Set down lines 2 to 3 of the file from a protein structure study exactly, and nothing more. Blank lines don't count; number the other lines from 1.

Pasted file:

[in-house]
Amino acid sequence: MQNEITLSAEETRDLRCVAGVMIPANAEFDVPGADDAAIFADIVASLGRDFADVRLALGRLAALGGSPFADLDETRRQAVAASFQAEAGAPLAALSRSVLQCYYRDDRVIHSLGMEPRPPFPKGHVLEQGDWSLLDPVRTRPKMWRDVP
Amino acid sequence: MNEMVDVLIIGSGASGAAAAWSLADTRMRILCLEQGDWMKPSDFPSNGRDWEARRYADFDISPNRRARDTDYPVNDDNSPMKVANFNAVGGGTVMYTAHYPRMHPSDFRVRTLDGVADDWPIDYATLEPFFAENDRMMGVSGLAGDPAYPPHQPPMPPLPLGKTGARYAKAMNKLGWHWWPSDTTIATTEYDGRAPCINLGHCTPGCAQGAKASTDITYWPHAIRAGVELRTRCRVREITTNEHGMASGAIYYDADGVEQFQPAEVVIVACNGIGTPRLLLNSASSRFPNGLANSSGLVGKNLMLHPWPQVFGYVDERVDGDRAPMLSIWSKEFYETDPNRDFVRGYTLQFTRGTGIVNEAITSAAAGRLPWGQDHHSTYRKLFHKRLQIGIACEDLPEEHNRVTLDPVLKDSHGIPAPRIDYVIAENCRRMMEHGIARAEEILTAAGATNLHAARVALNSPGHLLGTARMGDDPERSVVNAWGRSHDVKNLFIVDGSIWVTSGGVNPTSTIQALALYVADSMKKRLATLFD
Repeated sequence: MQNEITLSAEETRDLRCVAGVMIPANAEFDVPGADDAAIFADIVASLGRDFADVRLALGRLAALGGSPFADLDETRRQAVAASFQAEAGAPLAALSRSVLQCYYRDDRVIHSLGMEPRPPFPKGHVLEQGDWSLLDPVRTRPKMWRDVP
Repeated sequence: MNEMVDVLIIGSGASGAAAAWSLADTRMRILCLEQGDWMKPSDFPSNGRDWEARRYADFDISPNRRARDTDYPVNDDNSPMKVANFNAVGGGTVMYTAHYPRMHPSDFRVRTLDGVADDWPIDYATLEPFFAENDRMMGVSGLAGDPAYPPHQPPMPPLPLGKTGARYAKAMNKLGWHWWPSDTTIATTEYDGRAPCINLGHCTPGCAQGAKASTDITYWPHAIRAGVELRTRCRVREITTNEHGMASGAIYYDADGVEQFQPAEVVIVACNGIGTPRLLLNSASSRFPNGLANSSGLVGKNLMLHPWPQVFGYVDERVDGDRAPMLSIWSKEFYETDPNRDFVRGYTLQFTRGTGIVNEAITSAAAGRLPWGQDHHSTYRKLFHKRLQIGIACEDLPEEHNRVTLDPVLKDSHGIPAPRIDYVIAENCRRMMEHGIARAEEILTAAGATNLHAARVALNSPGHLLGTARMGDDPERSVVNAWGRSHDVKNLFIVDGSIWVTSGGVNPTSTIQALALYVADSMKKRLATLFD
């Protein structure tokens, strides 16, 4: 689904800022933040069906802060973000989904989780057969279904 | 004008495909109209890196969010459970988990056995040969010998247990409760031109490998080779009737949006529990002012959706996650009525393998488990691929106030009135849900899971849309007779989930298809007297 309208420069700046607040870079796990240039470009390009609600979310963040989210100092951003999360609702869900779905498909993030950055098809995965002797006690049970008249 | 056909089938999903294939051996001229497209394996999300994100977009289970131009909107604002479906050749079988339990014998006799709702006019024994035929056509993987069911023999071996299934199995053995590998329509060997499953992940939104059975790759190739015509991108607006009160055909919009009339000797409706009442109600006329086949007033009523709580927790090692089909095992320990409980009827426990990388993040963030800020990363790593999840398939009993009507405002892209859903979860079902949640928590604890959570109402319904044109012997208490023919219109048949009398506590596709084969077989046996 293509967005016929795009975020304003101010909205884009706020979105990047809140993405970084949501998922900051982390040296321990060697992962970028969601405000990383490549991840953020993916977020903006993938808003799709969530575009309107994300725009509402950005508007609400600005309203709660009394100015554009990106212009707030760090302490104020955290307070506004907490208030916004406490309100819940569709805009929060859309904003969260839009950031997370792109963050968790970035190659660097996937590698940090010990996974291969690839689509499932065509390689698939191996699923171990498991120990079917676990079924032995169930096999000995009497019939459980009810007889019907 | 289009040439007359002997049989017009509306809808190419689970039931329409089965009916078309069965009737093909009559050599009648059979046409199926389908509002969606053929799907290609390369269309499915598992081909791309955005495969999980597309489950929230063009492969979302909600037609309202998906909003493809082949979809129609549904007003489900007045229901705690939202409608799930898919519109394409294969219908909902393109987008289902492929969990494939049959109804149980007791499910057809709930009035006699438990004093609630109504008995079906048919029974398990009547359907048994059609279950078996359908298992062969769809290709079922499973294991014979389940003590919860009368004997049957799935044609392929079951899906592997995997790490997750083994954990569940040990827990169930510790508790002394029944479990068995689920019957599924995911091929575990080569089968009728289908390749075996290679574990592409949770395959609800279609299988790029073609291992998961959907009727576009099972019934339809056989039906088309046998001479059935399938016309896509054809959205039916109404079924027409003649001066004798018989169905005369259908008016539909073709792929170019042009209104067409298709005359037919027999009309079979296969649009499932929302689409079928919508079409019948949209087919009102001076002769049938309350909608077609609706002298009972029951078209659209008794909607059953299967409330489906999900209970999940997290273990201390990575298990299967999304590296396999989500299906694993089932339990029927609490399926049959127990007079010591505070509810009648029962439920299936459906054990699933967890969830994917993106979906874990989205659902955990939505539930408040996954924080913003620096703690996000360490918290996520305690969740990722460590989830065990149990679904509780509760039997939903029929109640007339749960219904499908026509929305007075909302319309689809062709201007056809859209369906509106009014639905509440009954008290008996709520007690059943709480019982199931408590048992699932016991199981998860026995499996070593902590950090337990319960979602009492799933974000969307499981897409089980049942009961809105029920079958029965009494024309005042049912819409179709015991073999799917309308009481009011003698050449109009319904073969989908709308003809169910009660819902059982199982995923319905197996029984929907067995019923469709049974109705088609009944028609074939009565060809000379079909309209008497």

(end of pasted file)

Amino acid sequence: MQNEITLSAEETRDLRCVAGVMIPANAEFDVPGADDAAIFADIVASLGRDFADVRLALGRLAALGGSPFADLDETRRQAVAASFQAEAGAPLAALSRSVLQCYYRDDRVIHSLGMEPRPPFPKGHVLEQGDWSLLDPVRTRPKMWRDVP
Amino acid sequence: MNEMVDVLIIGSGASGAAAAWSLADTRMRILCLEQGDWMKPSDFPSNGRDWEARRYADFDISPNRRARDTDYPVNDDNSPMKVANFNAVGGGTVMYTAHYPRMHPSDFRVRTLDGVADDWPIDYATLEPFFAENDRMMGVSGLAGDPAYPPHQPPMPPLPLGKTGARYAKAMNKLGWHWWPSDTTIATTEYDGRAPCINLGHCTPGCAQGAKASTDITYWPHAIRAGVELRTRCRVREITTNEHGMASGAIYYDADGVEQFQPAEVVIVACNGIGTPRLLLNSASSRFPNGLANSSGLVGKNLMLHPWPQVFGYVDERVDGDRAPMLSIWSKEFYETDPNRDFVRGYTLQFTRGTGIVNEAITSAAAGRLPWGQDHHSTYRKLFHKRLQIGIACEDLPEEHNRVTLDPVLKDSHGIPAPRIDYVIAENCRRMMEHGIARAEEILTAAGATNLHAARVALNSPGHLLGTARMGDDPERSVVNAWGRSHDVKNLFIVDGSIWVTSGGVNPTSTIQALALYVADSMKKRLATLFD